By this time, most people are already well into the “Holiday Spirit”. Unfortunately, for many, that means being overcommitted, over taxed, over spent and often frustrated with commitments or behaviors of friends, colleagues or other family members. Somehow this season of “joy and peace”, celebrating the coming of the Savior, is anything but that for many. There are many articles written about how to avoid holiday stress, but my suggestion is to see it as a gift.
I have been a therapist for many years and have taught numerous “Stress Management” Seminars. What I have learned is that distress and symptoms are positive, a gift if you may. Seminar leader, Gary Thomas, in his book Sacred Marriage, raises the question “what if Marriage was not intended to make people happy but to make them holy”. The same principle applies to the symptoms of distress—they point to area’s in which we may need to consider change.
- Over-spending- perhaps it is time to review spending habits
- Alcohol consumption- consider moderation, or even quitting
- Over commitment- time management
- Guilt or shame- grace to self and others
- Relationships—reconciliation, or perhaps a change in plans, or associations
- Over-eating- a healthy diet plan
- Lack of sleep- a plan for self-care
- Sadness or grief- the need for expression and support
The list goes on and on, but to be certain, each symptom has a cause and points to a remedy which results in good self-care and stress management techniques. We tend to look at symptoms as being negative and increasing our distress, but they point to the need for solutions. What if I were to ignore a pain in my side that was pointing to an appendicitis? Are stress symptoms any different? The tendency is to overlook, or deny them, which only makes them worse and increases the probability that they will continue, or intensify. Stress is characterized by a “fight, flight or freeze” response, but is intended to initiate us to action for our health.
There are some problems that have been persistent and resist individual attempts to change them. They may have become such a pattern that they resist correction by all of your “resolutions.” Rather than give up, seek out support from a trusted friend, mentor, pastor, or counselor. As a counselor and professional therapist, I am only too much aware that people often seek out help “too little, or too late.”
This holiday season, look on your symptoms as a “gift” that point the way to healing and peace– the indicators of good New Year’s resolutions to grow and change!
Lee Webster is a Licensed Clinical Social Worker who has over 40 years of counseling experience. He is also the founder and clinical director of the Center for Human Development. To learn more about Lee click here.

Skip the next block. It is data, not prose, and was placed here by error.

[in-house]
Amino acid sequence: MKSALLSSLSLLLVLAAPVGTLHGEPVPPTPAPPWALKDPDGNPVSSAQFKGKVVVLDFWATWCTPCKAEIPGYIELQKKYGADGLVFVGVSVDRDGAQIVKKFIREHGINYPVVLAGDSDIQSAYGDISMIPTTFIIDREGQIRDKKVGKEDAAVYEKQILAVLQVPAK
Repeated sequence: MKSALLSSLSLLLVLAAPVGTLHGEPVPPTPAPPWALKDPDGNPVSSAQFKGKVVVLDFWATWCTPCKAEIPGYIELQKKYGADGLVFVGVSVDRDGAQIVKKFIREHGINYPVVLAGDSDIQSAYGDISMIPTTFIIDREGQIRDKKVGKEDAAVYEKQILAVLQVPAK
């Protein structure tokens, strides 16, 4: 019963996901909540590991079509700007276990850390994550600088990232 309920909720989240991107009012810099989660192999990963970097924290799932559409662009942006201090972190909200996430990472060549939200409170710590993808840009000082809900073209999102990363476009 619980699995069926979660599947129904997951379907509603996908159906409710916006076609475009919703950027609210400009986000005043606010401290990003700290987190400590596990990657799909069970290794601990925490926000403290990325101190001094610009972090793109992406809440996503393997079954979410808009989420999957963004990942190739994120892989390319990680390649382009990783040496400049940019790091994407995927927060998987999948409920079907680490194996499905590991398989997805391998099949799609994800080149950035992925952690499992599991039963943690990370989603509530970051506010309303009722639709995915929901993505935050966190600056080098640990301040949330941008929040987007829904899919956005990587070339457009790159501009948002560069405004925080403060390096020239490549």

Seasonal Affective Disorder (SAD) is a mental health condition associated with depression during the fall and winter seasons of the year. The U.S. National Library of Medicine notes that “some people experience a serious mood change when the seasons change. They may sleep too much, have little energy, and may also feel depressed. Though symptoms can be severe, they usually clear up.”
SAD was formally described and named in 1984 by Norman E. Rosenthal and colleagues at the National Institute of Mental Health. Dr. Rosenthal a psychiatrist, author, and scientist is credited with identifying SAD, as well as, the use of light therapy for its treatment. Although experts were initially skeptical, this condition is now recognized as a common disorder. SAD’s prevalence in the U.S. ranges from 1.4% in Florida to 9.9% in Alaska.
SAD can often begin as mild depression and may progress to a more severe condition. As the days begin to shorten and available sunlight becomes scarce, some people themselves (or others) may see changes in their mood: they become irritable, possess low energy, are hypersensitive to criticism, and see changes in their appetite (craving for foods high in carbohydrates). Comparisons of people suffering from SAD to those of a bear preparing for hibernation have been made.
Light therapy is one way to treat SAD by exposure to artificial light. During light therapy, you sit or work near a device called a light therapy box. This box gives off bright light that mimics natural outdoor light. Light therapy is thought to cause a chemical change in the brain that lifts one’s mood and eases the symptoms of SAD.
In addition to light therapy, it is important to be sure that your levels of vitamin D are sufficient. People in Northern Climates simply do not get enough sunlight which supplies this vitamin. Vitamin D levels can be checked by your physician using a simple blood test.
Exercise and diet may also help relieve or reduce the symptoms of SAD.
Finally, remember that not all winter depression is related to SAD. If the above recommendations do not work, seek out a professional counselor.
As with most health issues it is important to seek help early because symptoms may start to develop as early as September. The sooner the SAD problem is addressed, the better. Winter can be a wonderful season and it provides for some very special activities that can be enjoyed by you and your family. It doesn’t have to be a SAD time..
Symptoms specific to winter onset of SAD may include:
Tiredness or low energy
Problems getting along with other people
Hypersensitivity to rejection
Heavy “leaden” feeling in the arms and legs
Appetite changes, especially a craving for foods high in carbohydrates
Dave Tice is a licensed professional counselor at the Center with over 6 years of counseling experience. To learn more about Dave, or to set up an appointment click here.